Naringenin inhibits neointimal hyperplasia following arterial reconstruction with interpositional vein graft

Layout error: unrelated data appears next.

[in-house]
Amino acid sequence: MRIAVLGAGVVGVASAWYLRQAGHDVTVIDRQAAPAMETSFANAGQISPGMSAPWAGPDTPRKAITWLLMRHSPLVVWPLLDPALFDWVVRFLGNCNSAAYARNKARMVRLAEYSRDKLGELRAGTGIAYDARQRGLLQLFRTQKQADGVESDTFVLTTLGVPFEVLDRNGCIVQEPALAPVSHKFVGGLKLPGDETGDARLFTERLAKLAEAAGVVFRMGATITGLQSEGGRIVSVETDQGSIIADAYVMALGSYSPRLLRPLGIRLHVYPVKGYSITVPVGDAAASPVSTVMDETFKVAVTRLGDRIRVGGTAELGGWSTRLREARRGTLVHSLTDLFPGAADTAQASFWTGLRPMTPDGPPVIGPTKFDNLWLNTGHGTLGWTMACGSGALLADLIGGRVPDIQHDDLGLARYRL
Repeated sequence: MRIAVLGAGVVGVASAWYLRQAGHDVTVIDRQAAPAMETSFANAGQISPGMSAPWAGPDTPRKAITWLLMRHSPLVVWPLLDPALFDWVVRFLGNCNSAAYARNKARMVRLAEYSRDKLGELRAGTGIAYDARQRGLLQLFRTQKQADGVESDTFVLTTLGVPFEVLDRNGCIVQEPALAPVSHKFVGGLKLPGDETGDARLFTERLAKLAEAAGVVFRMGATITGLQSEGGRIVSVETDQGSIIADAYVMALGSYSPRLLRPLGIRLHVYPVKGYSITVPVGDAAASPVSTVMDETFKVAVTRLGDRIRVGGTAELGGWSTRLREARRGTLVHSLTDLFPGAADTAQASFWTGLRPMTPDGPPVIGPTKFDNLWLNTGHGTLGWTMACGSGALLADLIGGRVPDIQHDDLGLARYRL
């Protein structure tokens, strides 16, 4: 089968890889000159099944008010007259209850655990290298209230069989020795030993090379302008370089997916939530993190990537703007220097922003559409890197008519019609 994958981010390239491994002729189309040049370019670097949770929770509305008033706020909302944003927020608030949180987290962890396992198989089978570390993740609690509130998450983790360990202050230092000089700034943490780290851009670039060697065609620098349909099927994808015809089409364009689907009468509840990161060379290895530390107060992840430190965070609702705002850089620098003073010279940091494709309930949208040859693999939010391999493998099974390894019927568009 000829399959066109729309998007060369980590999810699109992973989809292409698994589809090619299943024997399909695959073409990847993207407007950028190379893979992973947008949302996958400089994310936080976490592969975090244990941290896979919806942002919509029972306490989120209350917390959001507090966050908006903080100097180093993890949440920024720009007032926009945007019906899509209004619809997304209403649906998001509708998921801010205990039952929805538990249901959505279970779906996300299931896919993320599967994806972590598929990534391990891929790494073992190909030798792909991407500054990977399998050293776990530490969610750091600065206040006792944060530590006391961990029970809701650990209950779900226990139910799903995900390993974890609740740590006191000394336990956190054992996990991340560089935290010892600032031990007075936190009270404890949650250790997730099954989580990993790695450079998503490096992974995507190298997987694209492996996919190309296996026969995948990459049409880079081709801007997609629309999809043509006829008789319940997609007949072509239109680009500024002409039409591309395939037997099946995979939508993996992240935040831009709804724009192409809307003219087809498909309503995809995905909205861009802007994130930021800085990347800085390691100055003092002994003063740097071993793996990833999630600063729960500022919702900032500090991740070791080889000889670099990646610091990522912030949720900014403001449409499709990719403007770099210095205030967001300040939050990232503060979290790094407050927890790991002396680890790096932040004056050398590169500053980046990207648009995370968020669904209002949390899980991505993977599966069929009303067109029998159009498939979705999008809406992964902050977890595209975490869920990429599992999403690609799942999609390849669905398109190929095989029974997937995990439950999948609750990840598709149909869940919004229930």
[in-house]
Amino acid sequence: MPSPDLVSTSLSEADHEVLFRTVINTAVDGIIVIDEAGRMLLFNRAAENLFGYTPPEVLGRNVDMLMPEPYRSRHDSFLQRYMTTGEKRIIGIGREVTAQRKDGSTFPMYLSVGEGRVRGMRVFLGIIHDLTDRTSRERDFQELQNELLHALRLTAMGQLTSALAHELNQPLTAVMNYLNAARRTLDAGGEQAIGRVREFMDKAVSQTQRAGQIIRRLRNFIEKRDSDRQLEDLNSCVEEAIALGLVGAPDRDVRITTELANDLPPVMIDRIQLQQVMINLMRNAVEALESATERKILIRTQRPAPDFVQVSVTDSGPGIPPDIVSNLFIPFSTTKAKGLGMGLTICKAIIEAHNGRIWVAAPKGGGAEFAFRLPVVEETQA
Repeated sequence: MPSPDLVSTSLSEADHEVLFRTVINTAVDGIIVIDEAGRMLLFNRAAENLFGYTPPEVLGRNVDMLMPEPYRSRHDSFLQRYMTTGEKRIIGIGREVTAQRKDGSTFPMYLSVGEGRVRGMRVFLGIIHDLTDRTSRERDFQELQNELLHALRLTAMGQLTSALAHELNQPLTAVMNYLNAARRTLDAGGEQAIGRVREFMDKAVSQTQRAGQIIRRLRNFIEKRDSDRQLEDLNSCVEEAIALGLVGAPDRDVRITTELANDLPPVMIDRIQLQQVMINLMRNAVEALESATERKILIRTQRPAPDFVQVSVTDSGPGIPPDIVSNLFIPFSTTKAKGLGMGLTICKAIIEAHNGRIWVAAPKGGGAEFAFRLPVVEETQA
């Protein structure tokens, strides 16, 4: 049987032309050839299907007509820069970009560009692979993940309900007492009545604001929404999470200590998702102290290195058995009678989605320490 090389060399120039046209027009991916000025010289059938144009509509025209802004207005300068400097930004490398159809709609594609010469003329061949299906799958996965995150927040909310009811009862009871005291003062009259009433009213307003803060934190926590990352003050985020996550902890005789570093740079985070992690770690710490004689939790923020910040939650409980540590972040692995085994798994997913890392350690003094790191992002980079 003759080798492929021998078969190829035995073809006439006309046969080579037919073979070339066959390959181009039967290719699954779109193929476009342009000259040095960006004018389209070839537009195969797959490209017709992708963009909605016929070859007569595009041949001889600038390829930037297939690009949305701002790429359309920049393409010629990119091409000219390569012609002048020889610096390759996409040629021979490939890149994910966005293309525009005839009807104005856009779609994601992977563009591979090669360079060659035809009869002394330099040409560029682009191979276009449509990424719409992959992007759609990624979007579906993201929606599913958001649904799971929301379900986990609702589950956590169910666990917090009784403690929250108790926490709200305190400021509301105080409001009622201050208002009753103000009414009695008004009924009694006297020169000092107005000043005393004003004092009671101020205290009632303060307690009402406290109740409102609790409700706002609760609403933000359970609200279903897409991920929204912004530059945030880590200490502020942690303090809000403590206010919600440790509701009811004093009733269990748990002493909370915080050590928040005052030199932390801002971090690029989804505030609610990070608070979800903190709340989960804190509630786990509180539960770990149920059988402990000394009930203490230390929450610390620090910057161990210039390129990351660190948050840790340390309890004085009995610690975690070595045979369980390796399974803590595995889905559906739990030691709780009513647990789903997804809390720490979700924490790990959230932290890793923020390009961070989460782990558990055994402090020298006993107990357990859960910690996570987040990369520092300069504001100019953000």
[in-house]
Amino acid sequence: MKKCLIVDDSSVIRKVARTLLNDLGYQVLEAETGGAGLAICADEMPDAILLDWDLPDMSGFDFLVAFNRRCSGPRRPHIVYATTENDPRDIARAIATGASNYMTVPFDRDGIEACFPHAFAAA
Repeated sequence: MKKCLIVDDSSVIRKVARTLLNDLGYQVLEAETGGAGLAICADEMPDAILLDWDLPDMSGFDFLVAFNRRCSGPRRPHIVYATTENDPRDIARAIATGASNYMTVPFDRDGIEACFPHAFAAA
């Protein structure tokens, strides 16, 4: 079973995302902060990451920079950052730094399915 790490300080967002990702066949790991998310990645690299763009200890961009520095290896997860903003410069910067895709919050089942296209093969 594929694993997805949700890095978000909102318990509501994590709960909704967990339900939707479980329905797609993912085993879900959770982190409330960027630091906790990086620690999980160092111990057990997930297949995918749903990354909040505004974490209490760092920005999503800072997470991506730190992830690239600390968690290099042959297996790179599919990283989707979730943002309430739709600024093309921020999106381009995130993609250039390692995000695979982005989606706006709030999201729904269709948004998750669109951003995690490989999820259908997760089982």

Vessels respond to injury by a healing process that includes the development of neointima. Stenosis secondary to neointima formation is the main cause of failure following arterial reconstructions. Vessel wall homeostasis is regulated by proinflammatory cytokines that affect smooth muscle cell proliferation, growth, migration, and death. We assessed the hypothesis that naringenin, a flavinoid possessing anti-inflammatory, antioxidant, and antiproliferative activities, reduces neointimal hyperplasia (NIH) following vascular injury.Arterial injury was created by interposition grafting of autologous right superficial epigastric vein graft into the right femoral artery (FA) in 48 male Sprague-Dawley rats. Following injury, the rats were divided into 4 groups (n = 12). Two groups were treated with naringenin (100 mg/kg intraperitoneal q daily) for 2 and 4 weeks each while 2 control groups received normal saline for the same durations. For Sham group (n = 10), the FA and vein were isolated without any additional procedure. Rats were killed at the end of treatment regimen in all groups, and FAs were harvested. Thickness of intima was measured in histologic sections, and levels of platelet derived growth factor (PDGF)-BB, TNFα, and Ki67 labeling index (Ki67 LI) were quantified in immunohistochemical analyses to assess the amount of NIH and mechanisms underlying its formation.Although there was no significant difference between the groups at 2 weeks, neointima thickness was lower in the naringenin treated group at 4 weeks (23.7 ± 2.3 vs. 35.6 ± 2.6 μm in control group; P < 0.001). The levels of PDGF-BB, and TNFα were lower in naringenin treated groups at both 2 weeks (PDGF-BB [0.21% ± 0.03% versus 0.39% ± 0.05% in control group, P < 0.001), TNFα (21.2% ± 0.8% vs. 36.1% ± 1.9% in control group, P < 0.001]) and 4 weeks (PDGF-BB [0.25% ± 0.03% vs. 0.57% ± 0.09% in control group, P < 0.001], TNFα [25.5% ± 1.8% vs. 45.0% ± 2.9% in control group, P < 0.001]). Ki67 LI was lower in naringenin treated groups at 2 weeks (13.9% ± 2.8% vs. 18.7% ± 3.7% in control group, P < 0.05), and at 4 weeks (17.5% ± 2.6% vs. 31.1% ± 4.7% in control group, P < 0.001), indicating a lower level of cellular proliferation.Naringenin reduces NIH following arterial reconstruction. This may be mediated by a decrease in PDGF-BB and TNFα levels and the resulting down-regulation of smooth muscle cells' migration and proliferation.